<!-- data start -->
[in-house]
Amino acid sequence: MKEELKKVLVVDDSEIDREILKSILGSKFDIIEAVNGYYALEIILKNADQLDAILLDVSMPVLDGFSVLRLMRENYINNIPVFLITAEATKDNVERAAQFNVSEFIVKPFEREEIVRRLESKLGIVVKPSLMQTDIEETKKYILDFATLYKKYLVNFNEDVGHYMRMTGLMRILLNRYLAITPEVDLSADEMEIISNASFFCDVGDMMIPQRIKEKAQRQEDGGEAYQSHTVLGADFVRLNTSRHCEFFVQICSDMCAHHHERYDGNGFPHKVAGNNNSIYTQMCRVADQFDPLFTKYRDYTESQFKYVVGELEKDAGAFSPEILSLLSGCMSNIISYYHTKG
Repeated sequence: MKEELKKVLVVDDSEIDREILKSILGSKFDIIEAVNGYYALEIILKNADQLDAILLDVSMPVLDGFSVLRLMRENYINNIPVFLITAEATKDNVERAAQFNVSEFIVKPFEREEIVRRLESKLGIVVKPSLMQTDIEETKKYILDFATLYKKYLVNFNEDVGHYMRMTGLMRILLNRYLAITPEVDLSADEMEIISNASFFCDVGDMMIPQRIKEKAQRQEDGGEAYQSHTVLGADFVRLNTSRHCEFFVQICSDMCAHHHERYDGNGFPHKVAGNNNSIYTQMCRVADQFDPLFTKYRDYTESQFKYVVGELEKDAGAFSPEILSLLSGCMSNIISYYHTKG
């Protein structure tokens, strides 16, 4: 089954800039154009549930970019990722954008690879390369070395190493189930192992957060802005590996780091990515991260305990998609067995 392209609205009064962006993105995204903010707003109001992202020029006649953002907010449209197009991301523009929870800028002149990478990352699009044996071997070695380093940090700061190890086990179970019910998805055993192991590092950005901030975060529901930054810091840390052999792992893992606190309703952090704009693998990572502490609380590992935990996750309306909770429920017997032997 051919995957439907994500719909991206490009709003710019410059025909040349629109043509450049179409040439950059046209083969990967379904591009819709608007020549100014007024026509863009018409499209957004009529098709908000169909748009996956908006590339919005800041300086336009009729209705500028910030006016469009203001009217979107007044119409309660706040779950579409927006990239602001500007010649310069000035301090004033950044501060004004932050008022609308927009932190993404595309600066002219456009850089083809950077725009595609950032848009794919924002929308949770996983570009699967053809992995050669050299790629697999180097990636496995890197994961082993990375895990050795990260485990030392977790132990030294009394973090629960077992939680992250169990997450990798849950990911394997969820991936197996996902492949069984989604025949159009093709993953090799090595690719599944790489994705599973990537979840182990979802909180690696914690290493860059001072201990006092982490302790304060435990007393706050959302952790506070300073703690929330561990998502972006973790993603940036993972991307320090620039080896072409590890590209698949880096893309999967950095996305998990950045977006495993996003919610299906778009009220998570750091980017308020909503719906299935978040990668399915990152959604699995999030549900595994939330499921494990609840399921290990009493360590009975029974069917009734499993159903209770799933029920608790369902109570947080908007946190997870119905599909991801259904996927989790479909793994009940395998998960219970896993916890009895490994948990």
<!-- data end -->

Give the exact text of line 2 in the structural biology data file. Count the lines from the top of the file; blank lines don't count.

Amino acid sequence: MKEELKKVLVVDDSEIDREILKSILGSKFDIIEAVNGYYALEIILKNADQLDAILLDVSMPVLDGFSVLRLMRENYINNIPVFLITAEATKDNVERAAQFNVSEFIVKPFEREEIVRRLESKLGIVVKPSLMQTDIEETKKYILDFATLYKKYLVNFNEDVGHYMRMTGLMRILLNRYLAITPEVDLSADEMEIISNASFFCDVGDMMIPQRIKEKAQRQEDGGEAYQSHTVLGADFVRLNTSRHCEFFVQICSDMCAHHHERYDGNGFPHKVAGNNNSIYTQMCRVADQFDPLFTKYRDYTESQFKYVVGELEKDAGAFSPEILSLLSGCMSNIISYYHTKG